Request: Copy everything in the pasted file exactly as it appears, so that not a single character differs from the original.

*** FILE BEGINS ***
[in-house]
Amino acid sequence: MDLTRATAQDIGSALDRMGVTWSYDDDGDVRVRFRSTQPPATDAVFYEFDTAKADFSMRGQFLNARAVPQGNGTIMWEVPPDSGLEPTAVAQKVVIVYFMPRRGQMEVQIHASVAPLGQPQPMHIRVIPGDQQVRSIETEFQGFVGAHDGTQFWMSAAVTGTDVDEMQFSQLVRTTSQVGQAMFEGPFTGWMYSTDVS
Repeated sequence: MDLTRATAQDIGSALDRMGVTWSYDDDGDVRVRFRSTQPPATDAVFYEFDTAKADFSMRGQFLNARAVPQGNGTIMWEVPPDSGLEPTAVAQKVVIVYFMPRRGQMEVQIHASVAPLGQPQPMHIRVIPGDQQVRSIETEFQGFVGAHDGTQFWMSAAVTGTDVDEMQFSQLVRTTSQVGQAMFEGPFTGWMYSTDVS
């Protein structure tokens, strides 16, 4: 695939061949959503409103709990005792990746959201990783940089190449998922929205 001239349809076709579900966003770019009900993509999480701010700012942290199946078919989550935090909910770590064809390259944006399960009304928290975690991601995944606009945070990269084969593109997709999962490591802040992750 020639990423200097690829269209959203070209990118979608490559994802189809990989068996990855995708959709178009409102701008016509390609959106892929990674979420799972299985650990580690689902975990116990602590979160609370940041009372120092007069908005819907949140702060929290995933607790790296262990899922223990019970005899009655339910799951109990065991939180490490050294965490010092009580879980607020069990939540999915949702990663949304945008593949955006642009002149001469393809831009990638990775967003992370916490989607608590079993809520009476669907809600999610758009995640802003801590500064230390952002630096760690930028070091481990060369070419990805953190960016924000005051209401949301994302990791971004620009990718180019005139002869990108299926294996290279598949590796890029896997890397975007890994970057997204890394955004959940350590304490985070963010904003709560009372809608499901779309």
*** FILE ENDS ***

[in-house]
Amino acid sequence: MDLTRATAQDIGSALDRMGVTWSYDDDGDVRVRFRSTQPPATDAVFYEFDTAKADFSMRGQFLNARAVPQGNGTIMWEVPPDSGLEPTAVAQKVVIVYFMPRRGQMEVQIHASVAPLGQPQPMHIRVIPGDQQVRSIETEFQGFVGAHDGTQFWMSAAVTGTDVDEMQFSQLVRTTSQVGQAMFEGPFTGWMYSTDVS
Repeated sequence: MDLTRATAQDIGSALDRMGVTWSYDDDGDVRVRFRSTQPPATDAVFYEFDTAKADFSMRGQFLNARAVPQGNGTIMWEVPPDSGLEPTAVAQKVVIVYFMPRRGQMEVQIHASVAPLGQPQPMHIRVIPGDQQVRSIETEFQGFVGAHDGTQFWMSAAVTGTDVDEMQFSQLVRTTSQVGQAMFEGPFTGWMYSTDVS
């Protein structure tokens, strides 16, 4: 695939061949959503409103709990005792990746959201990783940089190449998922929205 001239349809076709579900966003770019009900993509999480701010700012942290199946078919989550935090909910770590064809390259944006399960009304928290975690991601995944606009945070990269084969593109997709999962490591802040992750 020639990423200097690829269209959203070209990118979608490559994802189809990989068996990855995708959709178009409102701008016509390609959106892929990674979420799972299985650990580690689902975990116990602590979160609370940041009372120092007069908005819907949140702060929290995933607790790296262990899922223990019970005899009655339910799951109990065991939180490490050294965490010092009580879980607020069990939540999915949702990663949304945008593949955006642009002149001469393809831009990638990775967003992370916490989607608590079993809520009476669907809600999610758009995640802003801590500064230390952002630096760690930028070091481990060369070419990805953190960016924000005051209401949301994302990791971004620009990718180019005139002869990108299926294996290279598949590796890029896997890397975007890994970057997204890394955004959940350590304490985070963010904003709560009372809608499901779309």